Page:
How to Grow Ginger from a Knob

Maintaining a stock of good quality, organic ginger is expensive. Although if you're a ginger-fiend like me, you probably don't mind all that much.

However, those lovely ginger knobs we buy are - of course - roots... so presumably they can be planted to yield us an endless supply, right?!

After a bit of a hunt around and some questions asked, I put my green thumb to the test and gave it a whirl. Historically, I'm a terrible gardener, but planting a root of ginger seemed straight forward enough. There's a variety of blogs and advice out there claiming that the D.I.Y. home ginger plant is wonderfully simple - easy to grow, little to no maintenance needed, and provides a beautiful harvest once a year. 

What I didn't read (or perhaps what I didn't expect to face with my amateur skills) was the patience one requires while waiting for this plant to actually sprout. It took six months for a single baby bud to appear from the soil of my potted ginger, but my, what a good day that was! Remarkably, I noticed the new little stalk at the exact moment my patience and positivity were being tested in other areas of life. Possibly a coincidence, or possibly a power greater than I reminding me to have faith in the good things coming my way. Either way, I'm left feeling deeply connected to the symbolism of my humble ginger plant.   

In all honesty, I have no idea if this is the 100% best way to go about growing a ginger plant in your home. What I do know is that if a 'gardener' like me can make this happen, anyone can!

Regardless, the most significant tip I can give you is to use a fresh knob of ginger with several 'eyes' visible (small growth lumps/buds), like these:

This is where the ginger shoots will originate from, so you're giving yourself a decent leg-up right from the get go.

You Will Need:

  • One large knob of ginger, with several 'eyes' visible, as above
  • A planting pot with good drainage*
  • Good quality potting soil (pick one that's designed to grow plants from buds/roots - it will say so on the pack)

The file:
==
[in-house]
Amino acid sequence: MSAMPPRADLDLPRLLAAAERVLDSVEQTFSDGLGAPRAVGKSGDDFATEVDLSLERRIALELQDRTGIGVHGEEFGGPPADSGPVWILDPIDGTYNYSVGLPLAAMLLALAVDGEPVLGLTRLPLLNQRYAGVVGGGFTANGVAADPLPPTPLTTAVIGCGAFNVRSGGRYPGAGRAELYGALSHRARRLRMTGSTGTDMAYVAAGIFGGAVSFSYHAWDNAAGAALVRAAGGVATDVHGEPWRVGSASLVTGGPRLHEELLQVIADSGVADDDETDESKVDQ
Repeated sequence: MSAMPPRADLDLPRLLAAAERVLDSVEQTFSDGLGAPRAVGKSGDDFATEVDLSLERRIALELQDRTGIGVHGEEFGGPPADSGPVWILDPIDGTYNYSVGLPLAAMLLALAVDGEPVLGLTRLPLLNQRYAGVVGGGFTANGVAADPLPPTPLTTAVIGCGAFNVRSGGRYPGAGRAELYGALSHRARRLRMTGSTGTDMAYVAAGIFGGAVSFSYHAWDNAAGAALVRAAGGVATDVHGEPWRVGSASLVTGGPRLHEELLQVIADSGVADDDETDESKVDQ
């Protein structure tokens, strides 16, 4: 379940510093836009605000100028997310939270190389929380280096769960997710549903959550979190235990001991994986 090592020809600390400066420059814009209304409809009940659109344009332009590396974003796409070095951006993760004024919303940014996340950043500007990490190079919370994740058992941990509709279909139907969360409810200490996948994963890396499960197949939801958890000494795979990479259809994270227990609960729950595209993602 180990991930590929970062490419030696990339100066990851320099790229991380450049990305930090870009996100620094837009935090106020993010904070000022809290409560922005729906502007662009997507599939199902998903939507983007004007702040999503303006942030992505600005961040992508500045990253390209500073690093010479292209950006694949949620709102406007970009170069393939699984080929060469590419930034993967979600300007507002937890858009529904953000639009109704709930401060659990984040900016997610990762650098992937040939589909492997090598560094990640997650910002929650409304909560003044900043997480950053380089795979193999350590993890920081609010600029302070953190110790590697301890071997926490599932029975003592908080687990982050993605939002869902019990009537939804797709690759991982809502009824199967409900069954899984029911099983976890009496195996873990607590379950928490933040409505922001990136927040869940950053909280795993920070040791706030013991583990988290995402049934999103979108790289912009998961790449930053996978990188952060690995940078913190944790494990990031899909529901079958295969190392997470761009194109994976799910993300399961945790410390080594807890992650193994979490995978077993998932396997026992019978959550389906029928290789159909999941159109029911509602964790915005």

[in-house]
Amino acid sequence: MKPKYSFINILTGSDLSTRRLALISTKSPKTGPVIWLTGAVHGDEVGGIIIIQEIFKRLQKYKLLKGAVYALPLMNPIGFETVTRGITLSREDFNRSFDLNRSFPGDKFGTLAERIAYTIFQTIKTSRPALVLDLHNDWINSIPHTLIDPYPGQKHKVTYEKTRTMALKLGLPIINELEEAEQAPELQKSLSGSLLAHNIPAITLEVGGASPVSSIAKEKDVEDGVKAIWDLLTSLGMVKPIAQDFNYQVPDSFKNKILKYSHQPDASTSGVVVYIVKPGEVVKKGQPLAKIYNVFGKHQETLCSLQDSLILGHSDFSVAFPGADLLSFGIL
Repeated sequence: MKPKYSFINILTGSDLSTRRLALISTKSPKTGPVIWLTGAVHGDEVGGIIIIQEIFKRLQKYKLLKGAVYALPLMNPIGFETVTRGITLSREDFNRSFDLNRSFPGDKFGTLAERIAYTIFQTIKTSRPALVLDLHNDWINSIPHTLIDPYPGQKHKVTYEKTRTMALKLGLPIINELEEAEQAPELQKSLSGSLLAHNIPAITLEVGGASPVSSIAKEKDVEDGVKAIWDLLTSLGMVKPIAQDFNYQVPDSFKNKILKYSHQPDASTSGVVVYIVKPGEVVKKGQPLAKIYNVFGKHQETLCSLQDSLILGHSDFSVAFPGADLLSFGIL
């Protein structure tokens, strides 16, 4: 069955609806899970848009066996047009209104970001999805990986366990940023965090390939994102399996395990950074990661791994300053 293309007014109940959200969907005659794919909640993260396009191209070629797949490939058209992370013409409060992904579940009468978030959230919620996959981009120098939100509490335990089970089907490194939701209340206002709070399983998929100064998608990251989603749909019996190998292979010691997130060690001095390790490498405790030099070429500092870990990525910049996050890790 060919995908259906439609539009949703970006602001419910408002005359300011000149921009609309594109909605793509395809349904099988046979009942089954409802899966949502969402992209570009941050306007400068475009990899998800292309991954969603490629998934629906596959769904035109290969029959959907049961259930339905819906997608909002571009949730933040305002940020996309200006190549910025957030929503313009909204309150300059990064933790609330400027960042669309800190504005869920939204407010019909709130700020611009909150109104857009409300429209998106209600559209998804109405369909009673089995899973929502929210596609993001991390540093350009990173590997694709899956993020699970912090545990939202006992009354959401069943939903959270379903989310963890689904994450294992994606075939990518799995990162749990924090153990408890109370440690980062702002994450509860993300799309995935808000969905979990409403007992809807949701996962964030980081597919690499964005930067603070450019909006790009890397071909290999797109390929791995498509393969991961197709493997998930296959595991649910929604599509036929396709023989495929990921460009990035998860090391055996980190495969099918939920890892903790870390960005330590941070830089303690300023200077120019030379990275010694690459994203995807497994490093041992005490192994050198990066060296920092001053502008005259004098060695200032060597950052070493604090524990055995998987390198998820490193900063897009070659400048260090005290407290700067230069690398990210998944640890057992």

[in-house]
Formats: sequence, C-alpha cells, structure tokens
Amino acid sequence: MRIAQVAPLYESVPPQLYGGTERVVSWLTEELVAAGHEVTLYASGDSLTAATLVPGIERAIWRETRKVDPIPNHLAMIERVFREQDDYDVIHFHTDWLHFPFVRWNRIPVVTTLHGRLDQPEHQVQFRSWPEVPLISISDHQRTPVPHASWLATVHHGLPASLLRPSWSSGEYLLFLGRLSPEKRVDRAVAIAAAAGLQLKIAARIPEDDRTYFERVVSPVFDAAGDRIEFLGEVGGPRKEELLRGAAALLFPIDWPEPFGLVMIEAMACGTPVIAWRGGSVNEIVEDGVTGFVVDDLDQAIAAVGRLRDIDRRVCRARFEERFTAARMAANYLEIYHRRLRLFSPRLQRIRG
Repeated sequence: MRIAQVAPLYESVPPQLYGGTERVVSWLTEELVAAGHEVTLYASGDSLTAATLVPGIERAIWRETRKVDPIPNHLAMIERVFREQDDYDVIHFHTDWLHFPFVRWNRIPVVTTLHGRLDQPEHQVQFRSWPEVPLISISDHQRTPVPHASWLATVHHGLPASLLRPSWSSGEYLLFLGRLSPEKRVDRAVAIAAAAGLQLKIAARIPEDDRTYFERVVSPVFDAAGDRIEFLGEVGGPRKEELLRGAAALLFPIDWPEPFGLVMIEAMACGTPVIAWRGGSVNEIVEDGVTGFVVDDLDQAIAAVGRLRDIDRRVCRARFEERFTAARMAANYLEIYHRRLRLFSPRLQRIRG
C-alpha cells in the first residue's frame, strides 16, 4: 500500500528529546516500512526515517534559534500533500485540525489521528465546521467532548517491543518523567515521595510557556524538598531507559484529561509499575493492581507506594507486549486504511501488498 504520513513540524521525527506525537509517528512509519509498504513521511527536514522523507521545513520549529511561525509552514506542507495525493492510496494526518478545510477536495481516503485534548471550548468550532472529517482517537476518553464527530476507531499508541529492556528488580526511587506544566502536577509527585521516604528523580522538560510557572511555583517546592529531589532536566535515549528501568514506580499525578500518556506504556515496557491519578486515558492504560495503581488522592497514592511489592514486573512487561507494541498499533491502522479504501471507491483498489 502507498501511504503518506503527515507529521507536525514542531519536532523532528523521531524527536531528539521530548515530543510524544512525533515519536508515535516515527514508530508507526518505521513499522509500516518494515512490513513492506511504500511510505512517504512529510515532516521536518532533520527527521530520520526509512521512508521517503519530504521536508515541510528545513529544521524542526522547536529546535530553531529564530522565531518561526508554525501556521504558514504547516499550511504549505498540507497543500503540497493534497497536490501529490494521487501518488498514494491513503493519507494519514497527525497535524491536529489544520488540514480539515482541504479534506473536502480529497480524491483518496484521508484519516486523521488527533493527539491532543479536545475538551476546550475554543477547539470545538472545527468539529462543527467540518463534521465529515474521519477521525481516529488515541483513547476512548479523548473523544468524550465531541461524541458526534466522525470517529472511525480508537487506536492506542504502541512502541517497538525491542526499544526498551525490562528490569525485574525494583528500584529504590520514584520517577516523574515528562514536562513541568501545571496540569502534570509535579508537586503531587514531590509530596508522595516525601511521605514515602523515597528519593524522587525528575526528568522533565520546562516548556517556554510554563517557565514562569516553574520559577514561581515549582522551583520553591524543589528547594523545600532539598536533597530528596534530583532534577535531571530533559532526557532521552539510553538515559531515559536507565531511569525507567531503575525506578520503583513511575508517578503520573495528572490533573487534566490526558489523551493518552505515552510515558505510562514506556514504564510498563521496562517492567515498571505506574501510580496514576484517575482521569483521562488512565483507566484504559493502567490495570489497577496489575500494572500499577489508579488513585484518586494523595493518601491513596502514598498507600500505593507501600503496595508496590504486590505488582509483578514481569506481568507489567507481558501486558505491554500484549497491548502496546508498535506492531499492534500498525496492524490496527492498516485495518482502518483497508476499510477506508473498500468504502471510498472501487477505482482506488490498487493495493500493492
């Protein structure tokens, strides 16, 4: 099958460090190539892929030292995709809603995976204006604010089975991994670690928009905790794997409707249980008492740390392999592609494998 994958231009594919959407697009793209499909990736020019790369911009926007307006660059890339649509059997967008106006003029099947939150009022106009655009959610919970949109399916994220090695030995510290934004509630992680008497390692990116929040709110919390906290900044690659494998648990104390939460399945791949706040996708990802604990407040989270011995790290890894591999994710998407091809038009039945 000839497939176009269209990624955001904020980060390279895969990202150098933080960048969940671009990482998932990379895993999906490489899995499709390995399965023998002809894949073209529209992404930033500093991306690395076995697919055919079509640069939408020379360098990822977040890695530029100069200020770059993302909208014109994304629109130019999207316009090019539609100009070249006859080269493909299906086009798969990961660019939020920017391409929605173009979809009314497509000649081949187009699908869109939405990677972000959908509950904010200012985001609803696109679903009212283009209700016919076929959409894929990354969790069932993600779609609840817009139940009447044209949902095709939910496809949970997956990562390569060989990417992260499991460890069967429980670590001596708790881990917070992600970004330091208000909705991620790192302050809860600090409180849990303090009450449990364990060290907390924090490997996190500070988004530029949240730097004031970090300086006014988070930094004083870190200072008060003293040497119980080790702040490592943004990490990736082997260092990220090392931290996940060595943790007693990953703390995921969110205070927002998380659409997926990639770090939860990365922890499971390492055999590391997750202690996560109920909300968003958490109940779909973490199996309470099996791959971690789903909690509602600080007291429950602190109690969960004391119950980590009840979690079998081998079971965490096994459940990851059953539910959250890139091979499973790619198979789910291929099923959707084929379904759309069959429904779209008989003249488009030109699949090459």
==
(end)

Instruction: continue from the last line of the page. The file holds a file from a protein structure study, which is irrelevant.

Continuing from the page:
• Good quality plant food 

*You can, of course, plant your ginger straight into your garden rather than a pot, but you may want to ensure the soil is of good quality, and that you've picked a spot that your ginger will really like (see below). 


  1. Divide your ginger knob into several pieces, ensuring there are a number of 'eyes' on each piece.
  2. Soak all the pieces overnight in filtered, room temperature water. This is especially important if you're using store-bought, non-organic ginger, as it will help wash away any nasty pesticides. 
  3. Fill your planting pot with soil and plant food as directed (mine suggested a little food mixed evenly through the soil).
  4. Plant your pieces of ginger, with the 'eyes' pointing upwards. Aim for around an inch of soil between the top of the ginger piece and the surface of the soil.** 
  5. Water well, and then place the pot in a warm, moist place, out of direct sunlight.
  6. Wait, wait, wait! ;-) 

**Ginger roots apparently don't mind being a little crowded with one another, but I spaced mine out like so to be on the safe side. These are my roots before covering them with a final layer of soil (around one inch):

More Tips:

  • The start of spring is the best time to plant your ginger. 
  • Keep your ginger plant somewhere warm and moist (the more humid the better), and out of direct sun. Because I planted my ginger in Autumn, I kept it inside next to a window of frosted glass, nearby the gas heater that I knew we would have running a lot of the winter (regardless, the plant didn't sprout until spring, but at least it didn't die during the cold months!).
  • Keep the soil wet, but do not over water either.

When it comes to harvest time, I'll be sure to update this post. Hopefully there'll be a beautiful bounty of fresh, plump, home-grown ginger to share :-)